Nigerian author, Chuma Nwokolo, who, in November, 2019, had dragged filmmaker Bright Obasi for using part of his 2010 short story “Ten Commandments of Nigeria Politics”, has received compensation over unauthorised use of his work.
The author, who took to his Instagram page to disclose his displeasure over the act, made it known that the semblance between his work and scenes from Obasi’s 2018 film, If I am President, could not be ignored since he hadn’t been given due credit as the author of the work.
In a recent post on his website, he said a formal apology had been tendered and all three translations of the film amended to give due credits with a seven figure compensation. The court proceedings in the case described as Nwokolo v. High Definition Studio had ruled “five paragraphs that could have been available for free, by prior request, license and credits were for want of due process licensed after needless strife, for a seven figure compensation.”
Though the author had filed a lawsuit against this act of plagiarism to forestall future occurrence, he said he was encouraged to settle the matter on seeing that If I Am President is work done by a “fellow soldier in battle for national good governance”.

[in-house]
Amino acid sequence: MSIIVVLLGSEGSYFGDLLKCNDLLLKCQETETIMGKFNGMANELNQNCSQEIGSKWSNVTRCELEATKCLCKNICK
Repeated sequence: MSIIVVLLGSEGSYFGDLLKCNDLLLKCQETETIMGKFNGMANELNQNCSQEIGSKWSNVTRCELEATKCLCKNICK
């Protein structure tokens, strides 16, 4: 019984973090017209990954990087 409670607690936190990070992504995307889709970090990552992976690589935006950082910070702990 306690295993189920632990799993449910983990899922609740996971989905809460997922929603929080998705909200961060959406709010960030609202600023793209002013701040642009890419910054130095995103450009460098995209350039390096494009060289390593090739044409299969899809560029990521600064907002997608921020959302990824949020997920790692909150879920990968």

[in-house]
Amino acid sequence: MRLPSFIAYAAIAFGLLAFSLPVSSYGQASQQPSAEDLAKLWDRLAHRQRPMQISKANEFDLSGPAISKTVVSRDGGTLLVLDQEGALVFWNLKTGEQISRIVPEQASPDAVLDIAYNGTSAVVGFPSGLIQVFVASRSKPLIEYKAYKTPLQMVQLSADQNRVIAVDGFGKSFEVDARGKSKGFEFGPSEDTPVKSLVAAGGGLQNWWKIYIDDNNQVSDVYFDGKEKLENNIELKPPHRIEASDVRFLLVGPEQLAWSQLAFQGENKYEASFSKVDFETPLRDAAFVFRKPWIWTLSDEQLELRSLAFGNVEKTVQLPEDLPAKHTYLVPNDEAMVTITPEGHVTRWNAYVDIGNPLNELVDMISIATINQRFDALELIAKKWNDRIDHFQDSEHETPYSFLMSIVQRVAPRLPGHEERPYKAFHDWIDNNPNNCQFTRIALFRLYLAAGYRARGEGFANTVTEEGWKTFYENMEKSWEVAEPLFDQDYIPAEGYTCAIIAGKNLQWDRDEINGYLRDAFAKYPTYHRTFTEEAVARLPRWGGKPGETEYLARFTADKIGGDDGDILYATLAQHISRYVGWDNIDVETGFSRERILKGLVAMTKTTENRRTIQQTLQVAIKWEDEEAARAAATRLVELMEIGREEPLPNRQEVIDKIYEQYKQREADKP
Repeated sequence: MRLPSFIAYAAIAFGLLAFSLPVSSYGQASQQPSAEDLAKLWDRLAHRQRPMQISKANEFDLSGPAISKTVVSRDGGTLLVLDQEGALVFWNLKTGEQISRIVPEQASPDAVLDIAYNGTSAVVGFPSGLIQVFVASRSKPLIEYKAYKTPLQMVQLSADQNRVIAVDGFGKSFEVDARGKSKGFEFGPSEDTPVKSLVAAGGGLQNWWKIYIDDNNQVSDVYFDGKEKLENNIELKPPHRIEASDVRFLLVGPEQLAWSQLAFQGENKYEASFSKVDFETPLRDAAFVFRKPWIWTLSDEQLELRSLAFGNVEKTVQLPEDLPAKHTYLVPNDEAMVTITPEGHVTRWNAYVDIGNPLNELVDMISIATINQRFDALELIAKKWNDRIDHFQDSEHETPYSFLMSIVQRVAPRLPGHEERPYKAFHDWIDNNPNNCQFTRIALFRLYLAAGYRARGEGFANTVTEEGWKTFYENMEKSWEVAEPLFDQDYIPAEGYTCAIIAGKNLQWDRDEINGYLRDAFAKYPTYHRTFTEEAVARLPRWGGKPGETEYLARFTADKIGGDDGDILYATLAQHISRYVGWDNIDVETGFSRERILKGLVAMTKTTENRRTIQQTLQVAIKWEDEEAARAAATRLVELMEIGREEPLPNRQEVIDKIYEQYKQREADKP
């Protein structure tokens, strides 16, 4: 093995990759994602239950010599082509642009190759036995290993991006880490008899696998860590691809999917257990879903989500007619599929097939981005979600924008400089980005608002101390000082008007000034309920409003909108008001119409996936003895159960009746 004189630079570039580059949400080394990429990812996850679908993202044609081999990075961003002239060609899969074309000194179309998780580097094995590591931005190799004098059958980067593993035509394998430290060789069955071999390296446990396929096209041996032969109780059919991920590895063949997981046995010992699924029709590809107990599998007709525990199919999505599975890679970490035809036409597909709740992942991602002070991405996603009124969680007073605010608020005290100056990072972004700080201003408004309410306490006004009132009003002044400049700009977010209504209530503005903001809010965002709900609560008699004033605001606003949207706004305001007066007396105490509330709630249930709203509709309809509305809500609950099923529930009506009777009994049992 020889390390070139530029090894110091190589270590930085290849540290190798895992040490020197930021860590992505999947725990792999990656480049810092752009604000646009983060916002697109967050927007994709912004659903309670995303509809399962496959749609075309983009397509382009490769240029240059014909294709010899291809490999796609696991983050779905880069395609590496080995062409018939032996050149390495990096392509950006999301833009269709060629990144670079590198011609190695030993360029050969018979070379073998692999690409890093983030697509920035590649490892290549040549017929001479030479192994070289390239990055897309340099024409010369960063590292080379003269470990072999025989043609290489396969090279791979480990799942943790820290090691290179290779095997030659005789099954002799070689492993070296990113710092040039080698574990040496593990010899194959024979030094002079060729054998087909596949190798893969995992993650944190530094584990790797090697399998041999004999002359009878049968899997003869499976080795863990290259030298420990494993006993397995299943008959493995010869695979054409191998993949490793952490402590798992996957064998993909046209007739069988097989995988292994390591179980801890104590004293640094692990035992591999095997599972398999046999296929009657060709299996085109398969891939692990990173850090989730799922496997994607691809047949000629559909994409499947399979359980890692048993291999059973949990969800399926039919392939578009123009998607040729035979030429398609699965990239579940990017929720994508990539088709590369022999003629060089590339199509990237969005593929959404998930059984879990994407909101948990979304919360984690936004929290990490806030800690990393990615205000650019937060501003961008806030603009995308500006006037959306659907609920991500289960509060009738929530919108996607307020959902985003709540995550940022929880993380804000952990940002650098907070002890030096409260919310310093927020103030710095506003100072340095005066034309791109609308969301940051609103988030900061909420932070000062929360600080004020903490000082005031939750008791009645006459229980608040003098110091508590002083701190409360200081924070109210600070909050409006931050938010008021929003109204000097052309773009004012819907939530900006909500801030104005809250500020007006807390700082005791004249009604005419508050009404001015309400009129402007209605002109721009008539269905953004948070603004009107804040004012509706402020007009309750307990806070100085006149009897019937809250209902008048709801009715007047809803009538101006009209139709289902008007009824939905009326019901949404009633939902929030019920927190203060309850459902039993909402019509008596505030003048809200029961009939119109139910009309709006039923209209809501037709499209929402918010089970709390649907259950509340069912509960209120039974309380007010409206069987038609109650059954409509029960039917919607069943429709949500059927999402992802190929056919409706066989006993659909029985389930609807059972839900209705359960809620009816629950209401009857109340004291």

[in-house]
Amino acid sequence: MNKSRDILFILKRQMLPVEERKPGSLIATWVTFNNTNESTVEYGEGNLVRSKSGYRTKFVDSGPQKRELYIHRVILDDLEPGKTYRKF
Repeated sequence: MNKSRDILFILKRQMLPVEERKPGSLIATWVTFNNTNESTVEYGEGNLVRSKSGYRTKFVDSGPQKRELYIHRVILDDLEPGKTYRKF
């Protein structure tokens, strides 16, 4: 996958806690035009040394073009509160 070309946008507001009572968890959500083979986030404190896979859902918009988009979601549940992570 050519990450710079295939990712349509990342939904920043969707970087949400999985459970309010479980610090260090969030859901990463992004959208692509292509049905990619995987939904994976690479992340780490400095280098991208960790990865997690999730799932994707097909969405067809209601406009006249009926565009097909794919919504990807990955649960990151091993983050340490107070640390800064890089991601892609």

Meanwhile, he hinted of another legal action against another culprit he claimed to have discovered in a local bookstore in Africa where he found some of his books printed and shipped in from UK.
Another online website has also been spotted by him having displayed four of his novels, Diaries of a Deaf African, The Ghost of Sani Abacha, How to Spell Naija vol. 1 and One More Tale For the Road as published by Fourth Dimension Pub.co.
Nwokolo said he had no arrangements with those behind these business for any compensation neither had he granted permission for it and, as such, would again take a legal action against the culprits.